Abba Pinuphius in the search for humility flees from the monastery and settles a long way off:
We saw abba Pinuphius who used to be presbyter of a very large coenobium not far from the city of Panephysus in Egypt. He was held in great respect for his age, his life and his priesthood, and was honoured by all. But he saw that because of all that he was unable to preserve his humility, so he fled, alone, from the coenobium into the furthest reaches of the Thebaid. There he took off his monastic clothes and put on secular garments, before seeking out the monastery of Tabennisi, which he knew to be the strictest of all the monasteries, and which he thought would be far enough away for him not to be recognised. He stayed for a long time outside prostrating himself before the brothers, begging each one with many prayers that he might be admitted. When he was at last admitted, not without some scorn for being an old man who would not be suitable for many tasks, he was ordered to work diligently in the garden. A brother who was quite a junior was put over him who believed he should take charge of him completely. This brother not only instructed him in everything to do with the management of the garden but in all the tasks which were universally regarded as hard and humiliating. He carried them all out conscientiously every day, and many of them at night, for he got up quietly so that no one would see him, and no one would be able to guess who had been doing them. Three years went by, and he was being sought throughout Egypt by the brothers, when at last he was seen by a brother who was visiting from Egypt. He could hardly recognise him because of the coarseness of his clothing and the menial work he was doing. He was bent forwards over a hoe, preparing the ground for vegetables, then carrying dung on his shoulders to be laid around their roots. The brother hesitated as he watched, and delayed making himself known to him for quite some time, but at last he moved closer, and recognising his voice as well as his face he at once cast himself at Pinuphius’ feet. The brothers were astounded.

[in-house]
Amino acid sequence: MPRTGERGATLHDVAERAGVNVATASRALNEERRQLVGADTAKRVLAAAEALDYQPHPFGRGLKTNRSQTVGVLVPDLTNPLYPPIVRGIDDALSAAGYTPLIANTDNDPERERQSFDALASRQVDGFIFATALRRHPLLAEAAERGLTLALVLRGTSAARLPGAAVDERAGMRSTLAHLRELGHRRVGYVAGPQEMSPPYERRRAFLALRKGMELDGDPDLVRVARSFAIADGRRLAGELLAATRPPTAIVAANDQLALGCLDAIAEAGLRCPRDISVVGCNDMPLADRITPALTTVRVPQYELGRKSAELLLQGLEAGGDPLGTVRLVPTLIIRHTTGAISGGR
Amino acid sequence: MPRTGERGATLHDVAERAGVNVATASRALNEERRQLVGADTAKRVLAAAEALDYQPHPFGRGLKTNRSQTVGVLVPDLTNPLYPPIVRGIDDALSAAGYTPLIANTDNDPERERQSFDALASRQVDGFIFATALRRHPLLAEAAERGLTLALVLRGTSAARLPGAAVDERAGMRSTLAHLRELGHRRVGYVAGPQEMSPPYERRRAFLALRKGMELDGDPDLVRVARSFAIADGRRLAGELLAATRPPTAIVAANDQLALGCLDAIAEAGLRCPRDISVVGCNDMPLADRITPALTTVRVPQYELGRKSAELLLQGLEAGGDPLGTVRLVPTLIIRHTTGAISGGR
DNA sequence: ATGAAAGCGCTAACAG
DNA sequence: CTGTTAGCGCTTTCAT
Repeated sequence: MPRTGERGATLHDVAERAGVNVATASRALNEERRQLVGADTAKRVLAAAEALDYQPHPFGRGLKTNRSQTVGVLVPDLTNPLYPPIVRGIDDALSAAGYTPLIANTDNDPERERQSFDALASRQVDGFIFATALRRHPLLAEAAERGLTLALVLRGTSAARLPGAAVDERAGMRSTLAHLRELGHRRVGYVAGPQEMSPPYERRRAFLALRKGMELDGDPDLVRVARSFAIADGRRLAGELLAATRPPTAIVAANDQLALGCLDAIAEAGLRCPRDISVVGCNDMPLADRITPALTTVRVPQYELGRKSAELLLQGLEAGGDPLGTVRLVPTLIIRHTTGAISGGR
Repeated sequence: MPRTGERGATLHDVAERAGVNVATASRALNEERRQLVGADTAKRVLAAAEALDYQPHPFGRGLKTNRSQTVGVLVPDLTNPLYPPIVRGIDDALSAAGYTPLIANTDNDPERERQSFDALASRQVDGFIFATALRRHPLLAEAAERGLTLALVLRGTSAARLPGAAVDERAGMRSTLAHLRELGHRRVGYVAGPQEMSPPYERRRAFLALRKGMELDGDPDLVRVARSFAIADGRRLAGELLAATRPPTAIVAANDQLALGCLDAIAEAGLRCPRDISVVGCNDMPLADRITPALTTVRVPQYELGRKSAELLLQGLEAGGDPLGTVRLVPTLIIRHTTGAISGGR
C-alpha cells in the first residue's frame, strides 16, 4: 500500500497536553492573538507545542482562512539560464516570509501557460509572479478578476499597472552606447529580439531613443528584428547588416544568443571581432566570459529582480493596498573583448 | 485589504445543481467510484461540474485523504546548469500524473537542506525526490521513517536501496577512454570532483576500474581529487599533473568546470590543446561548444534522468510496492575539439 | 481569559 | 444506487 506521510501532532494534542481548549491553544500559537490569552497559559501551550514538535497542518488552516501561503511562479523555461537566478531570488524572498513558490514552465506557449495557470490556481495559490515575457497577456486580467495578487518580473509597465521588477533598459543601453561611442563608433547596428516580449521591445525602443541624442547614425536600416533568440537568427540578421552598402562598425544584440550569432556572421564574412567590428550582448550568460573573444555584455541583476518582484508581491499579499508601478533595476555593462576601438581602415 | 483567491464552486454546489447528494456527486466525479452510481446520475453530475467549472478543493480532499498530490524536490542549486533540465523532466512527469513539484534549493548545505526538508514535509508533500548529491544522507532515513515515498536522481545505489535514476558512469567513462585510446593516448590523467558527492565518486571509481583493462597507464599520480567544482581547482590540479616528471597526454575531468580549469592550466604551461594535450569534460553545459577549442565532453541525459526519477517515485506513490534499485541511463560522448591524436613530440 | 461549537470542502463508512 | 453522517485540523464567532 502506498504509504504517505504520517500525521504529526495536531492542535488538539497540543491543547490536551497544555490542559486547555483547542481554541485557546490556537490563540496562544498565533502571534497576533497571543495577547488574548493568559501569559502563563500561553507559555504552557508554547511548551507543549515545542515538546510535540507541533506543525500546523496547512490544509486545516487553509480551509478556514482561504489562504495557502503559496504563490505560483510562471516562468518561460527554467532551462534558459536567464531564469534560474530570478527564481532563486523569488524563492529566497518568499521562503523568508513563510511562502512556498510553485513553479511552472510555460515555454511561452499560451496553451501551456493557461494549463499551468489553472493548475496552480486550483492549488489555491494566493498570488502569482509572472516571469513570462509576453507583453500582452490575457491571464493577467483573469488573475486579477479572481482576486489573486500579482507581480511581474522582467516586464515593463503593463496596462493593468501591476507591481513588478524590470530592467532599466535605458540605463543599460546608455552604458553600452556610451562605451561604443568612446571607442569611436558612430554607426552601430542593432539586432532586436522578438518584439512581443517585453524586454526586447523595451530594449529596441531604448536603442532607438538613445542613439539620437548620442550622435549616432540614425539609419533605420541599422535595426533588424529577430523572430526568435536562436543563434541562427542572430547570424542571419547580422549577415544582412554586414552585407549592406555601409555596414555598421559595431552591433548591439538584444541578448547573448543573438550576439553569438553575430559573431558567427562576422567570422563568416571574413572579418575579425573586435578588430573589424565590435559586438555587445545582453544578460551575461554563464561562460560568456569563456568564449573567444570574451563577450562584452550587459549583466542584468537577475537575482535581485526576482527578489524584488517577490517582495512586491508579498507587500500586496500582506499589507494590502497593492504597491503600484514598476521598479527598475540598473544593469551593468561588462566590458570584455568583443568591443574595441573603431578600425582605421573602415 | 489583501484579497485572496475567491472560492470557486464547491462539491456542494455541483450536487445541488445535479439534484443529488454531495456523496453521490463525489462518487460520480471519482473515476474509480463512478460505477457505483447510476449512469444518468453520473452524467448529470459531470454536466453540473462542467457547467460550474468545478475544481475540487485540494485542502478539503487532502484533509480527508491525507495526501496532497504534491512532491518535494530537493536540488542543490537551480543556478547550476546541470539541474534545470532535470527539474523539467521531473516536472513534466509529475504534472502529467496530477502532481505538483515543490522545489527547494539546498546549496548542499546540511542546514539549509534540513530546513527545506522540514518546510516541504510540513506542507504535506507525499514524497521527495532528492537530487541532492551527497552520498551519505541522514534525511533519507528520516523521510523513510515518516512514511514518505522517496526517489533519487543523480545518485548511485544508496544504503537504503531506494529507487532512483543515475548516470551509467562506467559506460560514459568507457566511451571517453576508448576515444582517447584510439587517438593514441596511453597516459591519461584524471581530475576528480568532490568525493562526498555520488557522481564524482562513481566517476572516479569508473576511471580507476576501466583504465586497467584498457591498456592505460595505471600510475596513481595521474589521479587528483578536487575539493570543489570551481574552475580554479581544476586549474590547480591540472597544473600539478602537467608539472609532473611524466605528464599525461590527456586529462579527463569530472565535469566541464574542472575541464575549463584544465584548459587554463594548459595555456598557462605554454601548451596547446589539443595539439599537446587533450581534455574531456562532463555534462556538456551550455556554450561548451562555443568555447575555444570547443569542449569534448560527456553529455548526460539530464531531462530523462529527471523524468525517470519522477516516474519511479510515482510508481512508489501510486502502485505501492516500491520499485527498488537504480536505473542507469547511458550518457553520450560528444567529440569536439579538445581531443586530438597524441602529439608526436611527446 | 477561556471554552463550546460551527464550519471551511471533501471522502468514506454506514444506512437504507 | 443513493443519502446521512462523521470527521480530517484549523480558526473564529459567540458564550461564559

“Why,” they asked, “are you doing this to him? He has only recently joined us from the world, and is the lowest in rank of all of us.”
The visitor justified what he had done by telling them Pinuphius’ name and they were even more astounded by this marvel than before, for the name of Pinuphius was already well known among them. They all begged his pardon for their ignorance, and for keeping him all this time in the ranks of the juniors and children. But he wept and grieved greatly because by the envy of the devil he had been discovered and would not any longer be able to carry on in humility and lowliness. The brothers took him back weeping and reluctant to his own monastery, keeping a very careful eye on him lest he slip away and flee in the same way as before.
After a little while the desire for lowliness arose in him once more, and in the silence of the night he fled not just to a neighbouring province but to lands completely unknown to him. He took ship intending to settle here in Palestine, believing that he would be more securely hidden if he went to places where even his name had never been heard of. When he got here he came to our monastery, quite near the cave in which our Lord was born of the Virgin. He was able to conceal himself here for a while, but like ‘a city set on a hill’, in the Lord’s words (Matthew 5.14), he could not stay hidden for long, for there were always brothers coming from Egypt to pray at the holy places. He was recognized, and with many prayers they brought him back unwillingly to his own coenobium again.
From De Vitis Patrum, Book IV, Chapter 30 (Cassian, Institutes, Bk.4, chap.30)